Elizabeth Bishop and Robert Lowell, two giants of postwar poetry, correspond about life, love, and art.
The Topic: In 1947, the famous poetry critic Randall Jarrell gave a party. The cream of literary society attended, including two poets, Elizabeth Bishop and Robert Lowell. Bishop was shy and sharp, sensitive and observant; she occasionally drank herself into hospitals. Lowell was a literary sledgehammer, thrice married and raw. Yet that night, these two disparate writers began a friendship that lasted 30 years, ending only with Lowell’s death in 1977. Both believed that letter writing was a form of art as significant as poetry (Bishop would take weeks to tinker with her letters), and though each had feelings for the other, they never embarked on romance. This volume, a paean to their deep friendship, contains a great deal of wit, gossip, and, above all, heart.
Farrar, Straus and Giroux. 928 pages. $45. ISBN 0374185433
"Oh, these letters are just so good! … As Lowell and Bishop’s friend Randall Jarrell used to say: Anybody who cares about poetry will want to read it." Michael Dirda
"Eight hundred and some pages are a stretch, and since Bishop lived in Brazil for many years with her partner Lota de Macedo Soares, I read more about Brazilian politics than I wanted to. But this volume takes its place, along with the correspondence between Edmund Wilson and Vladimir Nabokov, or Kingsley Amis and Philip Larkin, as consummate examples of wit, affection, and indeed—in the case of Bishop and Lowell—love." William H. Pritchard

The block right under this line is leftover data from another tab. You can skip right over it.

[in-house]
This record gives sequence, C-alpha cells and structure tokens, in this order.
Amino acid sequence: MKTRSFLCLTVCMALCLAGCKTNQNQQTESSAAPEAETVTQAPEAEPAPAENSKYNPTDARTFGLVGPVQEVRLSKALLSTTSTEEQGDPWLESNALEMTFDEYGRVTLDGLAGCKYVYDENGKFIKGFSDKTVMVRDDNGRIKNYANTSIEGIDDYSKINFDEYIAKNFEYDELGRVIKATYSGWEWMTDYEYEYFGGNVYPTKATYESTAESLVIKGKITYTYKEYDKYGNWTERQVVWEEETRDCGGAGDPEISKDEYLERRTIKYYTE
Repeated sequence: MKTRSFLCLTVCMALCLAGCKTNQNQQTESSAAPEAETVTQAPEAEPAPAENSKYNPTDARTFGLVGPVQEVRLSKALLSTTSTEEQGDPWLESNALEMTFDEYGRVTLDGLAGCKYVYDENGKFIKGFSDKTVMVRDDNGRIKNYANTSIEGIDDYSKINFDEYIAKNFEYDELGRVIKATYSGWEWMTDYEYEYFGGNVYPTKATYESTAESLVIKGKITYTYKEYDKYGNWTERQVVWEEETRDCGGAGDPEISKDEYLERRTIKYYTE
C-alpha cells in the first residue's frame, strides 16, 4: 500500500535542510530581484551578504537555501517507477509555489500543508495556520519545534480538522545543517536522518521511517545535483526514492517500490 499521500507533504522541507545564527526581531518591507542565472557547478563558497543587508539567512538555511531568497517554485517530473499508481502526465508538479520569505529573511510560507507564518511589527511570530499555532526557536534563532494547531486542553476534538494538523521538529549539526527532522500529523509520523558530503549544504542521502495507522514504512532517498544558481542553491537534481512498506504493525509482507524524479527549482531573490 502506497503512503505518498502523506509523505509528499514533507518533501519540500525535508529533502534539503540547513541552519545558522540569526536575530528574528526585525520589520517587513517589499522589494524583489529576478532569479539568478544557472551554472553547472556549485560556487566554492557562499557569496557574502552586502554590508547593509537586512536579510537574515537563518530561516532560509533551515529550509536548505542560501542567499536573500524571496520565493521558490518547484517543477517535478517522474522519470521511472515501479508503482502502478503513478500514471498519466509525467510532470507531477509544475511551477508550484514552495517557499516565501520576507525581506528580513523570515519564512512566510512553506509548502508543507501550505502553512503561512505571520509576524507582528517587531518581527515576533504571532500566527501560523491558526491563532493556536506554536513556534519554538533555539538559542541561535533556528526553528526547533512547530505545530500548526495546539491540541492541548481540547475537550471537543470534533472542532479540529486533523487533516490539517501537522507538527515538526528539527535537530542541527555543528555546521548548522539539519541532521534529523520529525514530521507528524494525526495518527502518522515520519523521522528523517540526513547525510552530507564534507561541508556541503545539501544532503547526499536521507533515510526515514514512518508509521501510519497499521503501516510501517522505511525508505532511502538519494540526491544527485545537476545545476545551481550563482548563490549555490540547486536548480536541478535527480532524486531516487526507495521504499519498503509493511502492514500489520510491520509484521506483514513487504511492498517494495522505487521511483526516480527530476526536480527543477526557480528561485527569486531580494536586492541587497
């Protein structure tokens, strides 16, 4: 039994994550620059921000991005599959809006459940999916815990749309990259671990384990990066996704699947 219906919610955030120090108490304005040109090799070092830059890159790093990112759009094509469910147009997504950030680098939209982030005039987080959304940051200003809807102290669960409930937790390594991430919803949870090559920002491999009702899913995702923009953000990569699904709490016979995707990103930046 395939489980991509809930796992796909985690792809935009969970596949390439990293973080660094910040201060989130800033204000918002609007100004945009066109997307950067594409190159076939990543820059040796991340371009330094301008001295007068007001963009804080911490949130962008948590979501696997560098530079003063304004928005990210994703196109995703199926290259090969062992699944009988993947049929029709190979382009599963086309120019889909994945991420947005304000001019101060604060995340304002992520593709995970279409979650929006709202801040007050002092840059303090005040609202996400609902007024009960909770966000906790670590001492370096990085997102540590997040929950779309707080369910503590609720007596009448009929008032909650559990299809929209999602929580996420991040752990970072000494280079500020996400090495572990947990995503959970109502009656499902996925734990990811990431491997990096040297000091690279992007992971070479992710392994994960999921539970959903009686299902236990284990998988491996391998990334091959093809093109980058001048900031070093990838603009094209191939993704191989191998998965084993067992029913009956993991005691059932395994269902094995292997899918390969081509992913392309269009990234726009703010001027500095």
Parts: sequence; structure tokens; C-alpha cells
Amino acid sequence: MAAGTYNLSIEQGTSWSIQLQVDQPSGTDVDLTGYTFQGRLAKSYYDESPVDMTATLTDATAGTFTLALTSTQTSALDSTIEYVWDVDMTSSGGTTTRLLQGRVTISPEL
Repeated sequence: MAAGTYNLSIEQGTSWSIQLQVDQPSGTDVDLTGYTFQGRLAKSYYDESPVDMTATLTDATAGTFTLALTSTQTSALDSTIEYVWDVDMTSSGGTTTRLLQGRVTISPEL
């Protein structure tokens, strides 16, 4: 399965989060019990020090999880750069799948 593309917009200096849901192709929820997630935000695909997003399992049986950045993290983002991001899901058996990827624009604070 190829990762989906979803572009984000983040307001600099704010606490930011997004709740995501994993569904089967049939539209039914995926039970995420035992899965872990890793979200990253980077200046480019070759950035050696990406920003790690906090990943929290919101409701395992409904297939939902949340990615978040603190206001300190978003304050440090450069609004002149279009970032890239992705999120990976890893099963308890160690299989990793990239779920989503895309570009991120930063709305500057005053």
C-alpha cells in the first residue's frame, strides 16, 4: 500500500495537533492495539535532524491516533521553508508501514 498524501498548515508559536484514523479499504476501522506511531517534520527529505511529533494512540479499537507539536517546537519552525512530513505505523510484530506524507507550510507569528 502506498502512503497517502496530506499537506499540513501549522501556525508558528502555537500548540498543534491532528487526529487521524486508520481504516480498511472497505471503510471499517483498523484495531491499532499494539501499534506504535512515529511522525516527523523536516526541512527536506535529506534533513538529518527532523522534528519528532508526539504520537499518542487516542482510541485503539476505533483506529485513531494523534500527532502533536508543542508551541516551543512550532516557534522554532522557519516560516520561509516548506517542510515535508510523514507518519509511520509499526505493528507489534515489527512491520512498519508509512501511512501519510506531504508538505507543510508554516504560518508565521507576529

Los Angeles Times
"What finally gives Words in Air its emotional heft is its long continuity, which endows its pages with the immediacy of life. … The satisfying constant is their devotion to each other." Jamie James
NY Times Book Review
"The pleasures of this remarkable correspondence lie in the untiring way these poets entertained each other with the comic inadequacies of the world. … Admittedly … there are long stretches of nattering, antique gossip, ideas that come to nothing (Bishop habitually started things she could never finish). The late letters often confine themselves to worries over age, money and dentistry." William Logan
How much one enjoys this volume—300 of the letters here have never before been published—depends on how much one embraces the poetry and lives of Lowell and Bishop. The critics themselves were quite pleased, often strutting out prose with a faintly purple hue in honor of these two postwar poetry giants. Of course, there’s a great deal of wit to go around—the usual savaging of colleagues and the mockery of modern society; Bishop takes the road less traveled and even flings some mud at old Robert Frost. A few critics called for stricter editing, given the inclusion of letters detailing dental appointments and job applications. But the unrequited love between Bishop and Lowell redeems any hint of banality; instead, Words in Air is an inspiring lifelong conversation between two great poets.